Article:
In 2016, many of the principles Teddy fought for are still with us. We are a better country because of his progressive policies which fought for the collective good of the people instead of the collective good of the elite. Unfortunately, just like the election of 1912, we are fighting corruption in politics, corporations, and the values of equality. Remembering what Teddy fought for makes me appreciate how far America has come and how much more we need to improve.

The Hydrocarbon Man

Could you imagine your life without petroleum? Our daily lives from the food we eat to the cars we drive depend on the oil industry. Without oil, we would not have our comfortable life of abundance and hyper-connectivity. I always knew oil was important and that it had influenced a lot of our world politics in the last century. I never knew the full extent of how oil shaped the hydrocarbon man until I read the The Prize by Daniel Yergin. This book is 800 pages of pure geological-political-historical-orgasmical enjoyment. It won the Pulitzer Prize and encompasses the rise of the world-oil industry between 1859 to 1991. Suffice it to say there is no easy way to summarize this book. There are some very important events in world oil that everyone should know:

1859-“Colonel” Drake drills the first oil well in Titusville, Pennsylvania
1870-John D. Rockefeller forms Standard Oil Company
1873-Oil fields in Russia open for development
1896-Henry Ford builds his first car
1901-Gusher at Spindletop, Texas discovered: beginning of Sun, Texaco, Gulf
1903-Wright Brothers first flight
1907-First drive-in gasoline station opens in St. Louis, MO
1908-Discovery of oil in modern day Iran
1910-Discovery of “Golden Lane” in Mexico
1911-US Supreme Court rules dissolution of Standard Oil Trust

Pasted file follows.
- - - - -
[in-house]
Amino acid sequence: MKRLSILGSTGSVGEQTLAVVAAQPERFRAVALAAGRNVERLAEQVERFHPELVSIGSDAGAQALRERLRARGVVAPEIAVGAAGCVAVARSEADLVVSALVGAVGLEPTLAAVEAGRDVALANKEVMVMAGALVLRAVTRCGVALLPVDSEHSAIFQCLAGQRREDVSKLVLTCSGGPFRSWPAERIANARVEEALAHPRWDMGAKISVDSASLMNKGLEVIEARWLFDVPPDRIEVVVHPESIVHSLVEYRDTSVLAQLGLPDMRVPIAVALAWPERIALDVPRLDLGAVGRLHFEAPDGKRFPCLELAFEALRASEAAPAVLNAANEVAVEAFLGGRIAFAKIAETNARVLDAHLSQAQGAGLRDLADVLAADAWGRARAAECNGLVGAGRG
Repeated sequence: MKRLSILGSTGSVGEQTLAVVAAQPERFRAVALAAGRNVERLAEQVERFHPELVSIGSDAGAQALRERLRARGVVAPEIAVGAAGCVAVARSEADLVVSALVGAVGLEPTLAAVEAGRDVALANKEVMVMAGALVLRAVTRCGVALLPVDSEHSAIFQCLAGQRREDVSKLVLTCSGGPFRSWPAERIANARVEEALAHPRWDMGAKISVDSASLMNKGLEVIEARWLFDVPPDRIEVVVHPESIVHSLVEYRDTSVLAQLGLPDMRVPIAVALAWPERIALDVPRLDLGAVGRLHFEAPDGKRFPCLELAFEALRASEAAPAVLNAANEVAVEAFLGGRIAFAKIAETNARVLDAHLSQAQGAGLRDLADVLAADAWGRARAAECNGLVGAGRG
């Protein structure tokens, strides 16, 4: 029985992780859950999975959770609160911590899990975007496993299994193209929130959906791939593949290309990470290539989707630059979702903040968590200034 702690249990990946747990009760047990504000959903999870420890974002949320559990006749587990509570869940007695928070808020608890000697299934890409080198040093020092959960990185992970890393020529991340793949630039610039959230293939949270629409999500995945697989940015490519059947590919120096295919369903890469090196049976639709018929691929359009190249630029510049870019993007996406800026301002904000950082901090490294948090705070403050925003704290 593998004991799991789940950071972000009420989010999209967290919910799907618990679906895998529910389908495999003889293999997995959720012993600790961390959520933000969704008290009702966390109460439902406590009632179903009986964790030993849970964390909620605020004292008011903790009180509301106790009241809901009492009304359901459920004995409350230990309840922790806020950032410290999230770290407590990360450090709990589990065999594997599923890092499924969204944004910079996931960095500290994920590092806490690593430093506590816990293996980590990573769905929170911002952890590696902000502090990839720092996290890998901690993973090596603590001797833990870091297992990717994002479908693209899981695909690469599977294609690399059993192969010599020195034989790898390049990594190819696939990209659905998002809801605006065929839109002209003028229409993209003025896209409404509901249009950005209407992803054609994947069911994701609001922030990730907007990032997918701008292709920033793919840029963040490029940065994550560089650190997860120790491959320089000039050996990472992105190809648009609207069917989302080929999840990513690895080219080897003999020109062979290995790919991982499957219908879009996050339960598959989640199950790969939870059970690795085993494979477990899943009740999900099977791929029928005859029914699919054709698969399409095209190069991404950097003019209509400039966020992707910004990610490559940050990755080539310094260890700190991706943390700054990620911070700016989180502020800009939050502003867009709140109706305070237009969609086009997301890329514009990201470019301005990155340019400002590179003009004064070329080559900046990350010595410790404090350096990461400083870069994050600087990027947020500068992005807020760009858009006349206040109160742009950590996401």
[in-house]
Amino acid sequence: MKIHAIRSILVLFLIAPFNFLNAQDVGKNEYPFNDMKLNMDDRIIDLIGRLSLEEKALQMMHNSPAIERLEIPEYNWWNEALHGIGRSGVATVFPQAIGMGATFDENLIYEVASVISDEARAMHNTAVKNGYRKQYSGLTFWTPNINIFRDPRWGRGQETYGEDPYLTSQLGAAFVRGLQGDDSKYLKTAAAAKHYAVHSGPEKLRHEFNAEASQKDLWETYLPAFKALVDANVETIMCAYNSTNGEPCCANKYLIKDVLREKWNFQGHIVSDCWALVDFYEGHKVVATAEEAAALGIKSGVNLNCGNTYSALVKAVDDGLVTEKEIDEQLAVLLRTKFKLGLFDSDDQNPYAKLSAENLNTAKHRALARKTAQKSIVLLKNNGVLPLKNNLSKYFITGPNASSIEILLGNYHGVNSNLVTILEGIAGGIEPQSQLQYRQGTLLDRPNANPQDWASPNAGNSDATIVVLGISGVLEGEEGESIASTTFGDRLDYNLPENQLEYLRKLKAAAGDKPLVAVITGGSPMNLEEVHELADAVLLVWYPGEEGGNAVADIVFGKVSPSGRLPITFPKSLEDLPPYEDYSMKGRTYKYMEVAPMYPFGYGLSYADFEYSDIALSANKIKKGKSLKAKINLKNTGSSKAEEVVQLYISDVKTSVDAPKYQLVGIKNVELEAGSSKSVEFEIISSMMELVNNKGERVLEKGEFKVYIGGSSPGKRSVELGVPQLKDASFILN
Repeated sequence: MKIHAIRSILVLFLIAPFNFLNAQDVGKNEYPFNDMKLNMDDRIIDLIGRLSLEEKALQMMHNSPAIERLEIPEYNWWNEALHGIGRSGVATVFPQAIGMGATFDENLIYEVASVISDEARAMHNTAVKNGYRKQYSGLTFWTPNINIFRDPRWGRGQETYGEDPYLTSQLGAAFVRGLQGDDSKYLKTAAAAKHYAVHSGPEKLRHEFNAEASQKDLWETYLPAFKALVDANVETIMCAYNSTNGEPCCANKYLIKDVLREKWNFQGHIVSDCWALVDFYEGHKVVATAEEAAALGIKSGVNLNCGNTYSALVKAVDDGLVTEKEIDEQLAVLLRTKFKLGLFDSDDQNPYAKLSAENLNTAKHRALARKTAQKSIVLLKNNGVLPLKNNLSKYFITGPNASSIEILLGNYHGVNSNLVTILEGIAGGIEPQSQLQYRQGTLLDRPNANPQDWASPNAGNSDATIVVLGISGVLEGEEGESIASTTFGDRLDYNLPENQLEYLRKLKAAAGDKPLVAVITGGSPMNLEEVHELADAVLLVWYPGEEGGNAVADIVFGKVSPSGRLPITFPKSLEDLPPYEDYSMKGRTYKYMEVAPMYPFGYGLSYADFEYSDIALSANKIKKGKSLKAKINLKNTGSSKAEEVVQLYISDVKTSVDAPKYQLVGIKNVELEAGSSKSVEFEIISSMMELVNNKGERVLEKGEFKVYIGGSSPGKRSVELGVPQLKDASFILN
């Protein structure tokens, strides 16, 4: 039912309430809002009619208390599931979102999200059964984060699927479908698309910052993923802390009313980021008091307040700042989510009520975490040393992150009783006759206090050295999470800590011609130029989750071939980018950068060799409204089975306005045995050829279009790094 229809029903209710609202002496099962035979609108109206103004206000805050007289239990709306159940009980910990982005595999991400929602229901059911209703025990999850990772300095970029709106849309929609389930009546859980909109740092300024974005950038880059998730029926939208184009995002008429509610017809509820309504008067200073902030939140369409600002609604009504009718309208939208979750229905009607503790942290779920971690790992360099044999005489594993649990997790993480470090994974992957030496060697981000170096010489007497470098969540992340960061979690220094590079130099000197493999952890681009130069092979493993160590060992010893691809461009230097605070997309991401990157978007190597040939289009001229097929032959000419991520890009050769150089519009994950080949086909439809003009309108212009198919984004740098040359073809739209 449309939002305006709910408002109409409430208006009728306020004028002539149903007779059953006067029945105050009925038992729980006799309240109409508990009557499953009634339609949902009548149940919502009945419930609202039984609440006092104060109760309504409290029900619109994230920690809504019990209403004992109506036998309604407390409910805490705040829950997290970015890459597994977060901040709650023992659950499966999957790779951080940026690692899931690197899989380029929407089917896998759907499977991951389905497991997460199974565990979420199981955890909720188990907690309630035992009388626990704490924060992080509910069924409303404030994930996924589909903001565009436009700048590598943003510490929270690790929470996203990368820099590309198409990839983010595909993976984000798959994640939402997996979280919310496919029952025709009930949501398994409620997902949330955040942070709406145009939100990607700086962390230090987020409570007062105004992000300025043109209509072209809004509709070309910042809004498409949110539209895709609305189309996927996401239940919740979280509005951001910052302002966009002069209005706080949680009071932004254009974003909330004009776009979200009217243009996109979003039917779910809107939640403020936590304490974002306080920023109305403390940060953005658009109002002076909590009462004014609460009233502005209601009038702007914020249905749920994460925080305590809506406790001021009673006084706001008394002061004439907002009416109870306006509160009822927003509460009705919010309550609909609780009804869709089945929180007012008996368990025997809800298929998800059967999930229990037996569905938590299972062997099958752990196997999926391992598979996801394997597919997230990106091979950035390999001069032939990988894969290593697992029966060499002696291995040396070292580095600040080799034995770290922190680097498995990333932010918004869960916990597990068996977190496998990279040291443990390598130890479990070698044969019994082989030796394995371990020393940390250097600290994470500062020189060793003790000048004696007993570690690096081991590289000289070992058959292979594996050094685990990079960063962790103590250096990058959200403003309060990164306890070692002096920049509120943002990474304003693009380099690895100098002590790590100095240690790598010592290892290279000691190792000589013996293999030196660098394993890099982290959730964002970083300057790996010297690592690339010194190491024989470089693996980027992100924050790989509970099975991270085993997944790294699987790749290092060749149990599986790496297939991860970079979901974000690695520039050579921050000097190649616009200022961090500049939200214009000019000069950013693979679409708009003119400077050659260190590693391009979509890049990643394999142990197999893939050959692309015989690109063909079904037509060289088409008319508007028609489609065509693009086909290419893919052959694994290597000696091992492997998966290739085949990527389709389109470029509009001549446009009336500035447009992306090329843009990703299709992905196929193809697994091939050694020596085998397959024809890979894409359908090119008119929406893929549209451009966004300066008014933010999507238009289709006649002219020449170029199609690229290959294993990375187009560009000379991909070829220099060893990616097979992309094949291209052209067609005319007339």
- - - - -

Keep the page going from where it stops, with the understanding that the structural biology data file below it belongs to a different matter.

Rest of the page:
1914-World War I sees first mechanization of battlefield and need for secure oil
1922-Discovery of oil in Venezuela
1930-Discovery of biggest oil deposit in East Texas
1936-Hitler occupies the Rhineland and ramps up synthetic fuel production
1938-Discovery of oil in Kuwait and Saudi Arabia
1938-Mexico nationalizes foreign oil operations
1939-WWII begins with all countries heavily dependent on oil to mobilize soldiers and weaponry
1951-Iran nationalizes foreign oil operations
1952-First Holiday Inn opens (middle-class hitting the open road)
1955-First McDonald’s opens in suburban Chicago
1956-Discovery of oil in Nigeria and Algeria
1960-OPEC founded in Baghdad
1968-Oil discovered in Alaska
1973-Yom Kippur War: Arab Oil Embargo (price per barrel rises from to $2.90 to $11.65)
1975-Automobile Fuel Efficiency Standards introduced in America
1979-Iran overthrow of Shah and Iranian hostage crisis
1981-Panic from problems in Iran send oil from $13 to $34 dollars a barrel
1982-OPEC implements first quotas
1983-First launch of Crude Oil Futures
1989-Exxon Valdez tanker accident
1991-Gulf War motivated by large reserves of oil in Kuwait

That is a lot of dates but they are all very important to understand. In the beginning, America was the main world producer of kerosene which was used for lamps. Uses for oil started to change with advancements in the combustible engine. At the turn of the 20th century, oil was starting to be used for gasoline in automobiles and fuel oil for all types of transportation. World War I was an experimentation in technology and showed countries how crucial it was to have secure access to oil reserves. The outcome of World War II was determined by who had the most oil. Germany and Japan both exhausted their supplies and were helpless to move their war equipment in the last battles. After World War II, the Middle East came center stage in supplying industrialized countries and the US was no longer a supreme exporter of oil. The Middle East would use their oil to increase prices and control foreign policy up until the 1980’s. In the 80s, oil began being traded on the futures market and its price was no longer exclusively controlled by OPEC. Oil is everywhere and has shaped our modern day lifestyle, politics, and even geo-political borders. I highly recommend reading this book because it shines light on our interconnected world and how it was shaped by a single commodity.